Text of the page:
If there is any evidence that Hizb ut-Tahrir actually supports ISIS, none has been forthcoming. In July, they rejected ISIS’s claim of having finally established the Islamic Caliphate. The announcement, they said, “is not real. It does not have any elements of it on the ground, nor a known capital, nor clear authority, nor awareness of its people about the shariah or politics. This is, by Allah, playing with the emotions of the Muslims destroying their hopes, burning their nerves, sacrificing their youth, and a service to their enemies.”
When the leader of ISIS called on Muslims to kill Australians, Badar flatly rejected his call.
ISIS is calling for mass chaos and violence, anywhere and everywhere. It's wrong, it's nutty and most importantly it contravenes the Islamic position and the example of the Prophet (saw). It should fall on deaf ears.
Yes, the west has aggressed beyond what words can express and is responsible for injustice and violence that groups like ISIS could not do even if they wanted… but our deen guides us on how we must respond and it's not what ISIS is suggesting.
As noted above, I am not opposed to criticising Hizb ut-Tahrir. However, those who accuse it of excusing or providing apologetics for murderers would benefit from a quick glance in the mirror.
Take Emma Alberici, and her famous interview with Doureihi. She asked him whether he supported the “murderous campaign” by ISIS. Which, in my view, is a reasonable question. However, he asked her how she felt about Western occupation of Muslim lands, support for “barbaric tyrants”, and the invasion of Iraq in 2003 that devastated the country.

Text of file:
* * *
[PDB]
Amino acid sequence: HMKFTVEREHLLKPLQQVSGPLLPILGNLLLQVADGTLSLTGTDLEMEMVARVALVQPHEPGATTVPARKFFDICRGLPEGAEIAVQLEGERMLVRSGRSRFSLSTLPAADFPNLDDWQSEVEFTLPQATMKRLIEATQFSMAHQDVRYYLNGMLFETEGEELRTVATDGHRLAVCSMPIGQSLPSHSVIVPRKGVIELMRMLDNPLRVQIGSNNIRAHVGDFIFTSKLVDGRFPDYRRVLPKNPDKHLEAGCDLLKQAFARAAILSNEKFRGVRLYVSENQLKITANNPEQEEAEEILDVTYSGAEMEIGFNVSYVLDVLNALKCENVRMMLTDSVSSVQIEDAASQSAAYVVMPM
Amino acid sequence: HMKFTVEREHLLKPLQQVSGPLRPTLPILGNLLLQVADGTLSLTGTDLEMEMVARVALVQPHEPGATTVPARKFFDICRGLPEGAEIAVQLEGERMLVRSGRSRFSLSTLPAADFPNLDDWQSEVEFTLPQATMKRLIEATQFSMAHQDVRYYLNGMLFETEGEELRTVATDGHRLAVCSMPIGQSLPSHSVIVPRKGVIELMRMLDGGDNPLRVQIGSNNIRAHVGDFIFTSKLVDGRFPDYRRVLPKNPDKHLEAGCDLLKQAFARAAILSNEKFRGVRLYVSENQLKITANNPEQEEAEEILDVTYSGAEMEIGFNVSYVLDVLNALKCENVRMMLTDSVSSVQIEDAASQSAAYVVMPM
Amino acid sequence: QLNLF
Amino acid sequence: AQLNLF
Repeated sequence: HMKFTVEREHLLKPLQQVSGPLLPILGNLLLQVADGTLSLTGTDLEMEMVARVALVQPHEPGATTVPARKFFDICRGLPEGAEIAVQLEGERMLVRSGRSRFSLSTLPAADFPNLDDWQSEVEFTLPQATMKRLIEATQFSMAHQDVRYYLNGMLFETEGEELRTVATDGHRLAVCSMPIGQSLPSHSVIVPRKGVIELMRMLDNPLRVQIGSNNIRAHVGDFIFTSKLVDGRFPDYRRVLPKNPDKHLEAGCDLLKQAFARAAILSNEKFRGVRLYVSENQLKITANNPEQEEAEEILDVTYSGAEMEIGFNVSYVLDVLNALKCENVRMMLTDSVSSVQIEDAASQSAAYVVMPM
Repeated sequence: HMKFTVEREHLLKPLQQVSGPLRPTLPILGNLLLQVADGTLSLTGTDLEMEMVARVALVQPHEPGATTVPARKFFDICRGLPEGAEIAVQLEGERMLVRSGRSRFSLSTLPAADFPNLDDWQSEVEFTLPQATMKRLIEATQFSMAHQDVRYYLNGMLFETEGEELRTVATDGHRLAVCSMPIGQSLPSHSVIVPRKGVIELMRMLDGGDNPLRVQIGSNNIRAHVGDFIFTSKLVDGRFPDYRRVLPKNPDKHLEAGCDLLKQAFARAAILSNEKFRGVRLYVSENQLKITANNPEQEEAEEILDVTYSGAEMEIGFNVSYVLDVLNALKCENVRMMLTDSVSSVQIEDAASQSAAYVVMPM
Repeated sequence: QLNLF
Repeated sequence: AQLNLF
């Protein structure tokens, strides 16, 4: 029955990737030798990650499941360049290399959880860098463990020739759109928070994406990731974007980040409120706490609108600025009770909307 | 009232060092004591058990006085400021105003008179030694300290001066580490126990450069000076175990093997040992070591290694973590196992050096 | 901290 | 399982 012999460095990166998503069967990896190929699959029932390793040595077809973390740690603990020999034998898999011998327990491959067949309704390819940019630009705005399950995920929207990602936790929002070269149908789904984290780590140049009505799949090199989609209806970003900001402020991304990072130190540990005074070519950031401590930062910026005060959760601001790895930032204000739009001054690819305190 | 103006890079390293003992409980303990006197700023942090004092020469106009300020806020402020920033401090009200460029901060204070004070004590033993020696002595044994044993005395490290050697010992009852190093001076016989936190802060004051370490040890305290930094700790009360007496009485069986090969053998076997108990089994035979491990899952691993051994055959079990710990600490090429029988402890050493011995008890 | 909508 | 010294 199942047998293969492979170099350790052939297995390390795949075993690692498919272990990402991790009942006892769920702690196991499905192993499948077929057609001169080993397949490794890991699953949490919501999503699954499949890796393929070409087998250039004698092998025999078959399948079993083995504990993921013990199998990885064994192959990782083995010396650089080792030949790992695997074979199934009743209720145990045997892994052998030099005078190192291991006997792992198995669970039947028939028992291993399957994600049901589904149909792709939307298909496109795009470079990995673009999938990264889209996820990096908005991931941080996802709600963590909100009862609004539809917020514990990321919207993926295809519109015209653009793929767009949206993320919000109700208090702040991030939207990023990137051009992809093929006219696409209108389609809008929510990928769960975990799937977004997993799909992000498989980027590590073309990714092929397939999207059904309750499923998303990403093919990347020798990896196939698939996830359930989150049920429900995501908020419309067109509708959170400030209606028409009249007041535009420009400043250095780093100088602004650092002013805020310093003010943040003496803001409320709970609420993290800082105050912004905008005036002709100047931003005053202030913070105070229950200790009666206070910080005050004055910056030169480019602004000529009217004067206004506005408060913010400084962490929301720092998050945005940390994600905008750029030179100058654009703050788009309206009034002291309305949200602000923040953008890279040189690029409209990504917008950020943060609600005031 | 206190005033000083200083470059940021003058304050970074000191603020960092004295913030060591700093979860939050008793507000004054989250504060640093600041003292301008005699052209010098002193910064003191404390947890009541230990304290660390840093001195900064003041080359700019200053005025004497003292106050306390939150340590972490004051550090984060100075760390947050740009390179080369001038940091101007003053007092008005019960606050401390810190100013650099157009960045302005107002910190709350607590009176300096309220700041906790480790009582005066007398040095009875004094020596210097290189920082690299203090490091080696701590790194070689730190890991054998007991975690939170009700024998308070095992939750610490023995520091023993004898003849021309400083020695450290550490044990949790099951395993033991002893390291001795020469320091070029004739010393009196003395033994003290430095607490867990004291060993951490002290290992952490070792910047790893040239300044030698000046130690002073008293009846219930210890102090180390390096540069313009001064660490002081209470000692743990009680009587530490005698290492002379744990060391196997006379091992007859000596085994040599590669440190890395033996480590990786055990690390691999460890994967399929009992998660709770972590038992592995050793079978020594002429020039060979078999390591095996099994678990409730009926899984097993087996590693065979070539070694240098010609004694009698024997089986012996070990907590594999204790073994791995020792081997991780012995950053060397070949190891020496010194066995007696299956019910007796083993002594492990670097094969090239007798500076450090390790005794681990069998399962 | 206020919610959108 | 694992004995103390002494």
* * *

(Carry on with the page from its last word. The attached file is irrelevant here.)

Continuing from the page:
On ISIS, she was happy to harshly condemn them. On the crimes of Australia and the West, she practiced a studied neutrality, and even defended our latest invasion of Iraq (“The democratically-elected government in Iraq has invited us in”).
A Sydney Morning Herald editorial took this selective approach to condemnations even further. In response to Doureihi’s performance, they wrote “Killing is wrong. It is unacceptable to perpetuate some sick moral equivalence that downplays terrorist murders because Western governments made errors in Iraq 11 years ago and may do so again.”
Note: they begin with the premise that “killing is wrong”, and end with the premise that there is no equivalence between ISIS killing Iraqis, and the West killing Iraqis. It seems not all killing is wrong: the crucial question is who is doing the killing.
Just as we should expect Hizb ut-Tahrir to oppose the crimes of ISIS – which they do – so we should expect Australians to oppose our crimes.
Some may think Hizb ut-Tahrir should condemn ISIS more strongly. However, when one of Australia’s leading papers, supposedly on the more progressive end of the spectrum, can blandly refer to the “error” of our invasion of Iraq, it is blatant hypocrisy (and more) to demand that every single Muslim and Muslim organisation strongly condemn every bad thing any Muslim ever does anywhere.
Either we support freedom of speech or we don’t. Either there’s a Muslim exception to freedom of speech or there isn’t. If the right in Australia is going to continue its campaign to restrict or take away our rights, the least they can do is stop pretending to care about freedom of speech.